At the annual Yahoo! shareholder's meeting, CEO Marissa Mayer unveiled her new strategy for making the struggling web portal popular again by buying its way into Oracle's Java upgrade software.
Begining with the next Java update, Yahoo! will replace the current invitation to make Ask your default search engine. Instead, you'll be asked if you want to make Yahoo! the homepage and default search engine for Chrome and Internet Explorer, and have the firm's site load every time a new tab is opened in Chrome. (Yahoo! is already the default search engine for Firefox.)
As with the Ask offer, the checkbox to allow these settings changes arrives pre-ticked, so if a careless user simply clicks on "Next," the changes will be made automatically. Changing the browser settings back is likely to be a pain, based on past experience.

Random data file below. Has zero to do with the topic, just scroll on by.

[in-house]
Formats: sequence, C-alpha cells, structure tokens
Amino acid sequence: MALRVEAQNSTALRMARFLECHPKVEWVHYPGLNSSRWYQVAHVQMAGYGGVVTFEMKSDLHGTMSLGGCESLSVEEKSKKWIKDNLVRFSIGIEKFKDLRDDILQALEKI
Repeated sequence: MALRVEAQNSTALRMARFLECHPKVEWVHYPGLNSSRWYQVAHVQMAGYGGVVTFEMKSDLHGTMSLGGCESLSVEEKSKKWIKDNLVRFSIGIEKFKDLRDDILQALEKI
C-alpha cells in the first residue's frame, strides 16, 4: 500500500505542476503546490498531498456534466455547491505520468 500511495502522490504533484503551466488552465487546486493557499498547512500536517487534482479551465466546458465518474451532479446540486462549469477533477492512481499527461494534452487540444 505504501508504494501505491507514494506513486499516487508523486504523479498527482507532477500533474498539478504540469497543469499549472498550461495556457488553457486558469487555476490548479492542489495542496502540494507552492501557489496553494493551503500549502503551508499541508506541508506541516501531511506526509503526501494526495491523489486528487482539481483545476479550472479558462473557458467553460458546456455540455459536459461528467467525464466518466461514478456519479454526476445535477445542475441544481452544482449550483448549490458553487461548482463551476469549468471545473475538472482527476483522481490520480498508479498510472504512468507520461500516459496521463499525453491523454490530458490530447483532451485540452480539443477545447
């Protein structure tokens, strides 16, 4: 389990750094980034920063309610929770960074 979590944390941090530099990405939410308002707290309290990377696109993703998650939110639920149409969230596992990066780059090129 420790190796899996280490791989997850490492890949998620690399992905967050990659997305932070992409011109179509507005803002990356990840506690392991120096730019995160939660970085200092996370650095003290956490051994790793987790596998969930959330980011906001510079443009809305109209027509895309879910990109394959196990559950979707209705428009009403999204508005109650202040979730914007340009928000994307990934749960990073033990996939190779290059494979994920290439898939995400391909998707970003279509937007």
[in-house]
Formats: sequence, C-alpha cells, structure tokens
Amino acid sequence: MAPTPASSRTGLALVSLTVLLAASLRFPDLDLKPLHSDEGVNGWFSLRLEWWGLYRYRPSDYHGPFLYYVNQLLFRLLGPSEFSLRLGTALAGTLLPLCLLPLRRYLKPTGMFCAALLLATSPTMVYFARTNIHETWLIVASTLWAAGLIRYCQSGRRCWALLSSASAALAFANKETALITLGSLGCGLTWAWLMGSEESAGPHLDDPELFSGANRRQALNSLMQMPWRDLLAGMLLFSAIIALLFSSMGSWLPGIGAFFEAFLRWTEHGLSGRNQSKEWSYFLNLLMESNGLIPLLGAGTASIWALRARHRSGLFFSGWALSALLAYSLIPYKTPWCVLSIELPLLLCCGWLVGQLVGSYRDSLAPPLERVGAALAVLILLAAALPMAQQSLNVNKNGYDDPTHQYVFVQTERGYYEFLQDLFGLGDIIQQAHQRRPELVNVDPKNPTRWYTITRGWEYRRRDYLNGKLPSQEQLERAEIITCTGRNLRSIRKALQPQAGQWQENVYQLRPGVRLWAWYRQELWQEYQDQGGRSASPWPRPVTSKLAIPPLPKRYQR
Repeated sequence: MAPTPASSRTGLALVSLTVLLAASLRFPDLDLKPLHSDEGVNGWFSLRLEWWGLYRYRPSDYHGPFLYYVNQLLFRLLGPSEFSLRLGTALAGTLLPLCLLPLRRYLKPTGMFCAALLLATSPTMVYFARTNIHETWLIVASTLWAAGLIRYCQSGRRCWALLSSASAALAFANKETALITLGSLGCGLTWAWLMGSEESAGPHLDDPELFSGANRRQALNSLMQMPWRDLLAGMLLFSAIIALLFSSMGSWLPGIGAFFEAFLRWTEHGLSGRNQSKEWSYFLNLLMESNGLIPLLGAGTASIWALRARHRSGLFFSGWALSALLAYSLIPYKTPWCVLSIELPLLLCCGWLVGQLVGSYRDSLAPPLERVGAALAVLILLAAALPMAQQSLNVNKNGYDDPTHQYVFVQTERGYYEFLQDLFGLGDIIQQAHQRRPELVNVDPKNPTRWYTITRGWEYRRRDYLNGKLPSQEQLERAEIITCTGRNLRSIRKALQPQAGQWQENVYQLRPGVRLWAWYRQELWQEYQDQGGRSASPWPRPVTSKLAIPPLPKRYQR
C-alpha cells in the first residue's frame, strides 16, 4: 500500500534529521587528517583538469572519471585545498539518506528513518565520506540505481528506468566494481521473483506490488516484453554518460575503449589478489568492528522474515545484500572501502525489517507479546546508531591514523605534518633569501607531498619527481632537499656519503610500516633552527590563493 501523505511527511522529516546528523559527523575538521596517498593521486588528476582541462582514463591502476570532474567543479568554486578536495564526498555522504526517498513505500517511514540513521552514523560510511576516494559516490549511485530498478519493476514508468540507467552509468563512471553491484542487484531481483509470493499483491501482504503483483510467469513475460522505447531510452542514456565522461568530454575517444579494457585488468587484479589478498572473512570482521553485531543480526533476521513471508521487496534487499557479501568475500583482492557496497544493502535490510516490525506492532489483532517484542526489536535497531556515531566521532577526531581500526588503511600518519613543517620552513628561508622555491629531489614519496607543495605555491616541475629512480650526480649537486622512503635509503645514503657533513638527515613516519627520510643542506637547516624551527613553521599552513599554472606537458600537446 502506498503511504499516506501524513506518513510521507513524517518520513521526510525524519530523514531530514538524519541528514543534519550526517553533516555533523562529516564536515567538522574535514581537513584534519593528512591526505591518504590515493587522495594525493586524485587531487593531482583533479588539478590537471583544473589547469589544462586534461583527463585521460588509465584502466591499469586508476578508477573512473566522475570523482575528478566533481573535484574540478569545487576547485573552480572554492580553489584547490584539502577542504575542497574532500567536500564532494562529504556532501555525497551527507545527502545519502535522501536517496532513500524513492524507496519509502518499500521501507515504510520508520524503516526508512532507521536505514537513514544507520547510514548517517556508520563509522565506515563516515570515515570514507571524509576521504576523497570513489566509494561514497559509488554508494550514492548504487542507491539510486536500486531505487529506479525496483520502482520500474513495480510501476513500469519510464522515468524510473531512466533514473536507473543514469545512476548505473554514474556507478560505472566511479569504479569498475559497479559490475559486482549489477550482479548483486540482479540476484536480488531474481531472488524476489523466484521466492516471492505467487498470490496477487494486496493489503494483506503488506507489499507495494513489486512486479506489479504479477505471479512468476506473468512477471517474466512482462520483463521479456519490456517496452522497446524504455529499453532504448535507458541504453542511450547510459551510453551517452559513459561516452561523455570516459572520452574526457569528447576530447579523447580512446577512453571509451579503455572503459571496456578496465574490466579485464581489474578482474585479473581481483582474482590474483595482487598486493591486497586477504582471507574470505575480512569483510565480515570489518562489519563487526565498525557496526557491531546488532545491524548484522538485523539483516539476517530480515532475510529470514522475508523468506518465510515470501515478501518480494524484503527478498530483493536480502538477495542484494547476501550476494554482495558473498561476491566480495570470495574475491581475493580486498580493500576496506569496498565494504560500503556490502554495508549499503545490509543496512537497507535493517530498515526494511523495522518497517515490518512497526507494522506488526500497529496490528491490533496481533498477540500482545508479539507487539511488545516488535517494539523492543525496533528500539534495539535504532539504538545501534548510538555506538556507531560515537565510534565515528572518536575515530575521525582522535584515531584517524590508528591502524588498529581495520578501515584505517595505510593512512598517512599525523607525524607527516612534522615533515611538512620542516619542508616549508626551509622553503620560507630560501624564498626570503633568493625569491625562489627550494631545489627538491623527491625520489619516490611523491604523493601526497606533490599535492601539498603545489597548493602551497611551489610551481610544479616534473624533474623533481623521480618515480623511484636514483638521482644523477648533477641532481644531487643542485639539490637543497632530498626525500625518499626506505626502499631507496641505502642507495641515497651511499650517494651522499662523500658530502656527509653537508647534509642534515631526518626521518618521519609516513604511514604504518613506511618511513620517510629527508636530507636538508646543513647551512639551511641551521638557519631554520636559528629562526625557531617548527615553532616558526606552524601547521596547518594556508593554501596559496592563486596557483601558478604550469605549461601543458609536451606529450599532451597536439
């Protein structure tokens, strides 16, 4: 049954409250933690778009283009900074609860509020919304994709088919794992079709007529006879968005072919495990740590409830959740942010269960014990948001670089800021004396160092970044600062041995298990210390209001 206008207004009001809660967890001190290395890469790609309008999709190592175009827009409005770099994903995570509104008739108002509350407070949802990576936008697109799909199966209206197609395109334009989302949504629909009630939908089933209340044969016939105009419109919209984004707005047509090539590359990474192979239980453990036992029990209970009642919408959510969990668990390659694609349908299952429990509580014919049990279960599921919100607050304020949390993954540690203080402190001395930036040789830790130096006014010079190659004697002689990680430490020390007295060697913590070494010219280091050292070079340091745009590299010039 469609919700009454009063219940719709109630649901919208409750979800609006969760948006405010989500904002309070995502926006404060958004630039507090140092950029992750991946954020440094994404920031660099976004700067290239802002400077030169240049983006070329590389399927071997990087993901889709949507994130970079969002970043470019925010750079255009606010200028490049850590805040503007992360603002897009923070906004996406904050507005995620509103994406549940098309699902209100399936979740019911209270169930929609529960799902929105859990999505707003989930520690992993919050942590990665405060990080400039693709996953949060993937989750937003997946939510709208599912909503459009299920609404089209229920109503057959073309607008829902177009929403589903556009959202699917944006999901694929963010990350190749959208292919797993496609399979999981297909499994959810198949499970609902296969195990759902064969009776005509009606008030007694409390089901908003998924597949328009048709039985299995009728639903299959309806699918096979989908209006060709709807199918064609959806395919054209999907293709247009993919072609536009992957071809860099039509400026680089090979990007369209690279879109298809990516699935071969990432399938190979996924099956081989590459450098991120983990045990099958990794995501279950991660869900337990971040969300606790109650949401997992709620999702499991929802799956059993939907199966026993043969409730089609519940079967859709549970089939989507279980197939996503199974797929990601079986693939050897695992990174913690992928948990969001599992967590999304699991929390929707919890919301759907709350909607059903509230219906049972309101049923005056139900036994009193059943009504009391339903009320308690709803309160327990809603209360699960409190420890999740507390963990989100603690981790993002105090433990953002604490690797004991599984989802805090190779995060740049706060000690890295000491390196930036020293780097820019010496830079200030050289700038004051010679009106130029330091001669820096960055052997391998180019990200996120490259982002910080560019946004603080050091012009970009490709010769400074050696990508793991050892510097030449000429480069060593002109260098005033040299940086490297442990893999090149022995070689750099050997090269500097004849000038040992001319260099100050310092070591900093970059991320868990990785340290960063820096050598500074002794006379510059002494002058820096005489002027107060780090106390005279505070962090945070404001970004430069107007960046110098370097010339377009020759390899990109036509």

"We have definitely made sure that our onboarding process is one that is highly transparent and gives users choice," a Yahoo! spokesman told the Wall Street Journal.
While the move will undoubtedly expose a lot of people to Yahoo!'s site, it might annoy more people than it wins over. If Reg readers are anything to go by, the update adverts are intensely aggravating, in part because they are rather effective at getting unwanted stuff onto computers.
Neither Yahoo! nor Oracle were willing to discuss the financial terms of the Java advertising deal but it's likely to have cost Mayer's firm a pretty penny. The deal shows that Yahoo! is still searching for ways to boost traffic to its site to arrest its falling viewership and earnings.
The deal is also a huge loss to Ask. The search engine, owned by InterActiveCorp, has 0.26 per cent of the current search market. Without the boost in traffic it gets from the Java deal, that figure is sure to fall further. ®